poltergeist

Farewell, Blockbuster: Is there still a place for video stores?

Did you rent one last video from Blockbuster during the past weekend? Saturday, Nov. 9 was the final day customers could pick up a movie from the rental chain, which announced last week that it was closing all of its remaining stores (reported to be 300 locations).

In a development that you couldn't make up, yet is apparently true, the final movie rented from the chain overall was This is the End, the comedy starring Seth Rogen, Jonah Hill, James Franco and that whole gang. Either it's a tremendous coincidence that Blockbuster's last rental was a story about the apocalypse or that customer has a wicked sense of humor.

What do you think people who went in for one last rental ended up taking home last weekend? Did they go for one of the newer releases, as did the gentleman who checked out This is the End? Perhaps some took home an old favorite, maybe even a classic film. I'd like to think that a few rented a guilty pleasure, like a bad sci-fi flick, cheesy horror film or lusty erotic thriller. 

All of this presumes that your local Blockbuster store hadn't already closed, of course. Chances are, it was long gone. 

The nearest Blockbuster to me in Asheville, N.C. shuttered up sometime in October. Maybe it was in September. The fact that I can't remember exactly when the store decided to close and hold a going-out-of-business sale probably speaks for itself. I did have a membership at that location, which I signed up for approximately three years ago — six months or so after moving here. 

Why did I even get a membership at Blockbuster when I'm a devoted Netflix and Amazon Instant Video customer? Sometimes, you need a copy of a movie and have to get it faster than the 1-2 days it takes to be delivered in the mail. In my case, I needed a DVD of Temple Grandin to show at my local YMCA for a group that doesn't even exist anymore. Blockbuster was the only place where I could pick up that movie without having to buy it. (And honestly, I don't even know if I could've found that movie on sale anywhere.)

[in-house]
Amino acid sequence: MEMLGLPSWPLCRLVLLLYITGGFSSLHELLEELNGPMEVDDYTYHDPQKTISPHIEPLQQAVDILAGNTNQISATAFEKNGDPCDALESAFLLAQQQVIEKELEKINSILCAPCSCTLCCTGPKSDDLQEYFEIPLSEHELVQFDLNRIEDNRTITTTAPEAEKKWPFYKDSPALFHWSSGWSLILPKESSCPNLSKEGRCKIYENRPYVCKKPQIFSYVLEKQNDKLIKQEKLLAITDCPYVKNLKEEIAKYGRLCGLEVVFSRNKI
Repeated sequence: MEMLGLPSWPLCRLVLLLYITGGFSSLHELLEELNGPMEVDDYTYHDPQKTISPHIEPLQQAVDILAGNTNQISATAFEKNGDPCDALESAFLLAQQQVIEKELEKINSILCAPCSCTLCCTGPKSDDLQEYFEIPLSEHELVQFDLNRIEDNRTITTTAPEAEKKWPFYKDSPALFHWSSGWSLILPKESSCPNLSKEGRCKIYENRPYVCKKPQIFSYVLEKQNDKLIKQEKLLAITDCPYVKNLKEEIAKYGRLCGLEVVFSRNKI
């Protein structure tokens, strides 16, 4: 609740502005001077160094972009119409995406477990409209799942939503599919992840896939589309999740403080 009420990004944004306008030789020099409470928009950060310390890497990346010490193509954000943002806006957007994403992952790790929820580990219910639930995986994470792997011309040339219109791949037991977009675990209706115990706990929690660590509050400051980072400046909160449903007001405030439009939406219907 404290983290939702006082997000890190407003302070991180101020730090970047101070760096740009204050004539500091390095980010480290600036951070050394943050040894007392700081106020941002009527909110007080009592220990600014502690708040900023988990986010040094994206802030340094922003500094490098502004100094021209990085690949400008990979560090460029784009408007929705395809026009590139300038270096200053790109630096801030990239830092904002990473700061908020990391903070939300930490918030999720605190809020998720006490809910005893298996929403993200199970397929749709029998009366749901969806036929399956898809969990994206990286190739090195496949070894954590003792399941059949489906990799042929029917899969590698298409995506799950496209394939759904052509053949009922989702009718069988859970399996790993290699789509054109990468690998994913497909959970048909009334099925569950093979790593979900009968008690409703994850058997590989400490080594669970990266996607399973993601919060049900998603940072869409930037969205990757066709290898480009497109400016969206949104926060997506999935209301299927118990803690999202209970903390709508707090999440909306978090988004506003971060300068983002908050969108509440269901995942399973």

This is what Blockbuster had become for so many people. The fallback option to the fallback option. Maybe the last available option. The same could apply to a local independent video store, as well. But do any still exist in your area? It's very possible that such a place was put out of business once the Blockbuster juggernaut rolled into town. That's one of many reasons to resent the company. 

Personally, Blockbuster was dead to me a long time ago. A long time ago. Their practice of sending late fees to collection agencies took things too far. Look, I know I was guilty of letting some of those late charges go too long. Did I go to other video stores in the area to avoid paying those fees? Yes. So maybe Blockbuster had no recourse. But getting a notice in the mail and having less than $20 potentially affect my credit (which I realize is an extreme possibility) killed any interest I had in giving that company my future business. 

Two of my best friends in high school and college were managers at our local Blockbuster, but couldn't do anything about those late fees. Not that I would've asked them to do so. OK, I may have asked. Once or twice. Is it really that hard to return the movies on time? Just pay the late fees; it's much easier that way. We can do this the easy or the hard way? No way! That made me hate Blockbuster even more. It came between me and my friends!

But really, by that point in my life, I'd become far more interested in the sorts of movies that Blockbuster didn't typically carry. No, not porn. Independent films! Foreign films! Smaller movies with slice-of-life stories and brilliant dialogue that didn't take up an entire shelf in the New Releases section.

This was the heyday of Quentin Tarantino, Kevin Smith, Richard Linklater and Jim Jarmusch. If I wanted to impress a woman by watching Krzysztof Kieslowski's "Three Colors" trilogy, I probably wasn't going to find those French or Polish films at Blockbuster. Or they would always be rented out because only one copy was on hand. That often sent me to smaller video chains or independent local stores.